As the founder and owner of Avente Tile, I take great pride in offering each of my clients a diverse and unique professional experience. Since it's inception in 2003, Avente Tile's online tile showroom has sold hand-painted ceramic tile, handmade cement tile, and artisan tiles through various channels of the internet, including our website, this blog, Facebook, Twitter, Houzz, guest posts, and most importantly, word of mouth and repeat business.

So imagine my excitement when I was selected to participate as a panelist in an educational session for tile and stone professionals, Selling Tile: The Internet, the Industry & the Consumer, during Coverings 2013 in Atlanta, Georgia. The interactive panel discussion, scheduled for May 1 at 3:15 PM, is designed to show how the internet is influencing the sale of tile to the consumer. From strict sale policies, to reduced prices and no sales tax, the internet has created a new frontier for the industry to navigate.

Bill Buyok Presenting at Coverings 2012
At Coverings 2012, Bill Buyok shares tips on How a Social Media Presence Improves Retail Sales

I’m honored to share the unique perspectives and practices that can lead others to success when it comes to creating a brand and online presence. I started Avente Tile as an online tile showroom and catalog - to make hand-painted ceramic tiles and cement tiles broadly available for others who share the same passion. The internet excels at bringing unusual and divergent communities together. From the day I started the company, I’ve found acceptance and demand for this niche product.

Further, I’ll be sharing the discussion floor with three additional panelists. The discussion will be led by Christine Whittemore of Simple Marketing Now. Christine encourages the use of content marketing including blogs and other inbound digital marketing and social media to add value to your company and message. I met Christine at a Coverings tweet-up almost four years ago. I’ll focus on the virtual showroom perspective and provide tips for more effective web sites and how to determine if an online catalog or e-commerce solution might be right for you. I'll also discuss how Social Media and blogging can save you time and may help bring customers to your virtual or brick-and-mortar store.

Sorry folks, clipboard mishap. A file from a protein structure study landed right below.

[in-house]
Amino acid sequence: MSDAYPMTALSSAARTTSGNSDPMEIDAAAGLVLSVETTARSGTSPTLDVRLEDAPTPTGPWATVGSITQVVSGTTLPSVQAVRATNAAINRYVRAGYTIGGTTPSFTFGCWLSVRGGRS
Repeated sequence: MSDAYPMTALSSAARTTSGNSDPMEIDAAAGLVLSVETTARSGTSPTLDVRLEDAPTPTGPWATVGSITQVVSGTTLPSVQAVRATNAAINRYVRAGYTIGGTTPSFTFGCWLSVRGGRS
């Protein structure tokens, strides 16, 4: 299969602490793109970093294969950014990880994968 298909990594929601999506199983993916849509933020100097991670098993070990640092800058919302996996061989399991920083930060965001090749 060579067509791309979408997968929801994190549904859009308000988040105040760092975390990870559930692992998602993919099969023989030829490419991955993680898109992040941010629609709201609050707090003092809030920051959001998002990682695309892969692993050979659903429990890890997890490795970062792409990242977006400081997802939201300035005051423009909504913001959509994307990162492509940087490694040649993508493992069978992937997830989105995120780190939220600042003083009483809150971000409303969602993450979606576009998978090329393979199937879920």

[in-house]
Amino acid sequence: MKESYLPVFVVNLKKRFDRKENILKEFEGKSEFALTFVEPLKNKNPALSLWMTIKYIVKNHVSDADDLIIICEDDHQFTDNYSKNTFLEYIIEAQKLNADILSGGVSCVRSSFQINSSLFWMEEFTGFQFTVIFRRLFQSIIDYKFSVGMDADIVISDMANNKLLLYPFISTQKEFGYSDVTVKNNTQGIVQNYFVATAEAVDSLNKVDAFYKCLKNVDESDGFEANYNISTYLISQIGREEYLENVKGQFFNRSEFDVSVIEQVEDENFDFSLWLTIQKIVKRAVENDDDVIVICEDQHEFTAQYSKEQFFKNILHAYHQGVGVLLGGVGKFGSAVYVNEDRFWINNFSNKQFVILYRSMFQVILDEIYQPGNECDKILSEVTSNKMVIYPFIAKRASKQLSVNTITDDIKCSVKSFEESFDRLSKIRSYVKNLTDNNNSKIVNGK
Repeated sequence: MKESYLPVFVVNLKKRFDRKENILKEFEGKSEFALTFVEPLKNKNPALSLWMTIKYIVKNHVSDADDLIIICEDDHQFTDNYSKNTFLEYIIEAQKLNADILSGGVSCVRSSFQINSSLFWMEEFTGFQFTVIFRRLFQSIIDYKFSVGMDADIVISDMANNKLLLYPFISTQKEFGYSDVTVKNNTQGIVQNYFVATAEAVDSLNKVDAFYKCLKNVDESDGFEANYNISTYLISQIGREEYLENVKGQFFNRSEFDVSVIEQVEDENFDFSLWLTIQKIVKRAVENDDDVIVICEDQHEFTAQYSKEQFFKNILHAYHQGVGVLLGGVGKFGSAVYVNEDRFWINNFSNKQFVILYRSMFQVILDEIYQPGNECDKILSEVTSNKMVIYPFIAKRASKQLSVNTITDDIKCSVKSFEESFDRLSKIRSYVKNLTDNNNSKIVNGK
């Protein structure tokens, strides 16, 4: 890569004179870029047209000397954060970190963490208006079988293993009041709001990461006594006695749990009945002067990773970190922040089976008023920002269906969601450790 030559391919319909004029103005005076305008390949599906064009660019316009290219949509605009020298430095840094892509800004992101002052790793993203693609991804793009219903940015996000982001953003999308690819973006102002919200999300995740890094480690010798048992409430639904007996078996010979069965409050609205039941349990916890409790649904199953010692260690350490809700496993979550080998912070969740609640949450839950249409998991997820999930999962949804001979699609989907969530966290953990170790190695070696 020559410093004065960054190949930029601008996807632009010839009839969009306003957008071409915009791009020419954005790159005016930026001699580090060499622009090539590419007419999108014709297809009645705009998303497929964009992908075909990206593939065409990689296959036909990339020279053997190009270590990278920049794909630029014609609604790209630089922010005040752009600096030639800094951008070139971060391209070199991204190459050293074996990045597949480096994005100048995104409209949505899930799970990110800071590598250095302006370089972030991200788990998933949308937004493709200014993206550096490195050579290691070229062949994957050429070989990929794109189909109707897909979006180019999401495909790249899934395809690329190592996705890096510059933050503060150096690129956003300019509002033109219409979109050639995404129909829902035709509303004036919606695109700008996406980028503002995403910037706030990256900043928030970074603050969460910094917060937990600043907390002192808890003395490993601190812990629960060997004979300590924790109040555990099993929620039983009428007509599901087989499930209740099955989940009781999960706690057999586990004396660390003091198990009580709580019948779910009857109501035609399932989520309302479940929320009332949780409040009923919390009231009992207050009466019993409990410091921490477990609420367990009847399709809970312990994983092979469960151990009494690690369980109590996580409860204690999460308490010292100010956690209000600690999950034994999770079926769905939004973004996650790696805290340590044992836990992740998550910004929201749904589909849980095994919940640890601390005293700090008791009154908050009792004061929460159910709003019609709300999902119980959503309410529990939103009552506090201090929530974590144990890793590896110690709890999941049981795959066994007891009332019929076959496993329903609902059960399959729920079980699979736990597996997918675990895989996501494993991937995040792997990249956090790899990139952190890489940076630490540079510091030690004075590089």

Additionally, I am honored to share the stage with two panelists, who are also from Southern California. Steve Slutzah, President/CEO, of Westside Tile and Stone, Inc. in Canoga Park, CA, and Beverly Hills, CA. Westside Tile and Stone is one of the premier tile stores in Southern California. I met Steve several years ago while attending an educational session at Coverings. Also on the panel is Tom Carr of Pan American Ceramics, Inc., who'll represent the distributor perspective. Pan American Ceramics, Inc. is an importer, exporter and distributor of ceramic and porcelain floor, wall and counter tiles, as well as glass and stone mosaics. Rounding out the list is Dave Milanowycz, Director of Sales for Independent Distribution for Florida Tile. Dave will share some of the unique challenges, benefits and insight that the internet poses to the manufacturer, distributor, and retail chain.